Rati Mehrotra’s Markswoman is genre-spanning novel that features a sisterhood of trained assassins, blades formed of semi-sentient metal, and one woman’s quest to right wrongs.
Entries tagged: DiversityBook Report Book Report
The 14 stories in Meet Cute: Some People Are Destined to Meet highlight the moments—and magic—before relationships actually begin.
Jason Reynolds and Brendan Kiely turn headlines into human stories with their deeply affecting novel, All American Boys.
Two sisters get tested for a fatal genetic disorder, but only one receives a positive result, in Rachel Lynn Solomon's haunting debut, You'll Miss Me When I'm Gone.
The battle between good and evil isn’t black and white in Marissa Meyer’s new superhero novel, Renegades.
Victoria Namkung wants to give notice to any inappropriate teachers out there: Never underestimate the power of justice.
Three young women in Amy Reed’s The Nowhere Girls start a movement to combat rape culture in their town.
Mitali Perkins creates a homage to immigrants and complicated families in You Bring The Distant Near.
Alt-history and sci-fi collide in this world where the British Empire still exists and matchmaking is done genetically.
The latest Diviners installment Before The Devil Breaks You is everything you could hope for (except for having Book 4 in your hands right now).
Samantha Mabry’s All the Wind in the World has an old west feel in an apocalyptic setting, with a little magic thrown in for even more atmosphere.
Passion, jealousy, and betrayal intertwine in Malinda Lo's A Line in the Dark.
Anna-Marie McLemore’s latest novel, Wild Beauty, is another magical-realism-story-featuring-beautiful-diversity-and-LGBTQ+-characters home run.
Ryan Graudin’s Invictus is a departure from her previous novels, but it's no less action-packed.
As awards season gears up, what better time to (re)visit last year's big winner?
A pair of teens investigate the murder of a (fictional) Cold War icon in The Arsonist by Stephanie Oakes.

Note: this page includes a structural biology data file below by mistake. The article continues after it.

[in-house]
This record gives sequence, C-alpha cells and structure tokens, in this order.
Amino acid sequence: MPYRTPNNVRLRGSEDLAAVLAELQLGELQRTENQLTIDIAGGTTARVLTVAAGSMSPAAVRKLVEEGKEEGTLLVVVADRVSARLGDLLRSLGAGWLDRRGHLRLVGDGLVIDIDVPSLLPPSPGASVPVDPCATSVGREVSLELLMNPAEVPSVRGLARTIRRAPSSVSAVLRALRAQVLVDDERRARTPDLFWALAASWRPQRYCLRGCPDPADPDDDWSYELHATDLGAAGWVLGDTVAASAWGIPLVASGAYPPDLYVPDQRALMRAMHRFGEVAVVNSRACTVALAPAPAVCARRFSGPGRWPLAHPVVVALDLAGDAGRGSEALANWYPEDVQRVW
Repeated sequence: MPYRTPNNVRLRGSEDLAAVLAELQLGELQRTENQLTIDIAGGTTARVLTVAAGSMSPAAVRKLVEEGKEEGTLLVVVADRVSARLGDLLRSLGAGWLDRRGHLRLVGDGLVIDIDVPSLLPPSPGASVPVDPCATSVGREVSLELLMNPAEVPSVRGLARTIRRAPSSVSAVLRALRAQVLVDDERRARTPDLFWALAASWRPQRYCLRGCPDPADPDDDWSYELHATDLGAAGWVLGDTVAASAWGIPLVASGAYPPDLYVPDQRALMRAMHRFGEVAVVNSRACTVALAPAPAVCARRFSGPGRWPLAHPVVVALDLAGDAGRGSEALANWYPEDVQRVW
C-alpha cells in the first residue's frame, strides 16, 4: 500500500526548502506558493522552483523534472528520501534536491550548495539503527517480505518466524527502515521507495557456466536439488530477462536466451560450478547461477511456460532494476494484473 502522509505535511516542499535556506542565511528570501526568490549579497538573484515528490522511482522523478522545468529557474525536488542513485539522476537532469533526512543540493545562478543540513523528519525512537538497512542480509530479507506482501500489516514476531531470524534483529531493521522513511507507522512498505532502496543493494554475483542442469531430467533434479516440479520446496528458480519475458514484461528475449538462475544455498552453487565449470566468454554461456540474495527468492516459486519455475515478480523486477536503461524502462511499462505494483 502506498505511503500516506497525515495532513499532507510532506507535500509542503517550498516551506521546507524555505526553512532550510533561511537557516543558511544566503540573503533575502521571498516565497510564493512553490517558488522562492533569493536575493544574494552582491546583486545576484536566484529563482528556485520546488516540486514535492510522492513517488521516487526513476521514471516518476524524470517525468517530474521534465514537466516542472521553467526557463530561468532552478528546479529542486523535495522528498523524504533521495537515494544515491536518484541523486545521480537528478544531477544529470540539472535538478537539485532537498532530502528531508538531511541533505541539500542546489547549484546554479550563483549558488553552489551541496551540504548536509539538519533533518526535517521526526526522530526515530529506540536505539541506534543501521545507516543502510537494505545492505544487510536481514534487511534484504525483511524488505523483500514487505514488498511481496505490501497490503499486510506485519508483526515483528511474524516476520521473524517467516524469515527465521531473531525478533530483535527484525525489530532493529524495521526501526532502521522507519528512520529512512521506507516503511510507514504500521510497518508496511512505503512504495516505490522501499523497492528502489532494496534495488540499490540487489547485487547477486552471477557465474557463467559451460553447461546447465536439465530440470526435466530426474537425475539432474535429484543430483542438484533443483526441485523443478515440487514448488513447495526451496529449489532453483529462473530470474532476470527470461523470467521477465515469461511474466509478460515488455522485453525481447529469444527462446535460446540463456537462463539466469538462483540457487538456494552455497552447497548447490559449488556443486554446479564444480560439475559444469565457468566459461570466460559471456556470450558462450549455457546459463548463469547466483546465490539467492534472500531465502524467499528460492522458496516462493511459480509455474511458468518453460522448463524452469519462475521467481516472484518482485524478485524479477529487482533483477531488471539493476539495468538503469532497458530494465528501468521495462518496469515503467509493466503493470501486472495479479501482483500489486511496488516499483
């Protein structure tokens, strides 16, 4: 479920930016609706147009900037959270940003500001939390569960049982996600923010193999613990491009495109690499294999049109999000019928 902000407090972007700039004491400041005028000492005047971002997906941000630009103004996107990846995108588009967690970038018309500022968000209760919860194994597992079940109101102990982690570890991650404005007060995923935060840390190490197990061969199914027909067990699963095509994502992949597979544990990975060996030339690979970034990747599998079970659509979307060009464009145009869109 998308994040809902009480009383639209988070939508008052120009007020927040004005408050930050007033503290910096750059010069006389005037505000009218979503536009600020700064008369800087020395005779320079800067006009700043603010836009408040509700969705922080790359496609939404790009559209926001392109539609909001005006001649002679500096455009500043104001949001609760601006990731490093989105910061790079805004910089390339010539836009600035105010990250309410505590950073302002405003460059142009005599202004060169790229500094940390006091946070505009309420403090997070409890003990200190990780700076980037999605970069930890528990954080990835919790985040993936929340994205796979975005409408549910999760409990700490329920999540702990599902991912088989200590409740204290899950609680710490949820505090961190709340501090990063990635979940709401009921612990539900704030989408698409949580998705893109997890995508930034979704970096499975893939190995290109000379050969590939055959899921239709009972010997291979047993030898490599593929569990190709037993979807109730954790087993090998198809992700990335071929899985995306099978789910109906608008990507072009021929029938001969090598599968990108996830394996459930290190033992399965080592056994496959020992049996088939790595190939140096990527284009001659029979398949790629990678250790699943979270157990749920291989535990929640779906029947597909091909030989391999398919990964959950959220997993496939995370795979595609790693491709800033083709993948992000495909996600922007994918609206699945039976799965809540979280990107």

Leigh Bardugo’s Wonder Woman: Warbringer is a fantastic addition to the iconic superhero’s canon.
Randy Ribay’s An Infinite Number of Parallel Universes follows four diverse teens on a poorly thought-out road trip.
Suzette returns to the life she left behind a year after her beloved brother was diagnosed with bipolar and she was sent away to boarding school.
Five teens unite to serve up vigilante acts of kindness in Carrie Firestone's engaging new novel, The Unlikelies.
The Fantastic Beasts and Where to Find Them movie takes place in 1926 but pretends racism wasn't a thing.
Sarah Tolcser’s debut novel, Song of the Current, will have you breaking out in song.
A poor boy infiltrates Taipei's high society to take down a corrupt corporation in Cindy Pon's futuristic sci-fi thriller, Want.
Rainbow Rowell’s Kindred Spirits, a short story written for the U.K.'s World Book Day 2016, is a humorous and thoughtful examination of what it means to be a nerd.
K dramas and courtship collide in Maurene Goo's I Believe in a Thing Called Love.
If you're receiving this, drop everything and tune in to Alice Oseman’s Radio Silence.
Elizabeth Wein is back, with a prequel to Code Name Verity.
Two grieving teens connect through art and theatre, and learn that you're never alone in loss, in Sonia Belasco's Speak Of Me As I Am.
Want to start exploring the world of historical YA fiction, but don't know where to start? We've got you covered.
Becky Albertalli is back in this story of a crush-prone heroine with a couple cases of maybe-not-so-unrequited love.
After her sister's sudden death, Callie must deal with the fallout of a kidnapped girl, a grieving mother, and a town of people petitioning the Pope to make her sister a saint.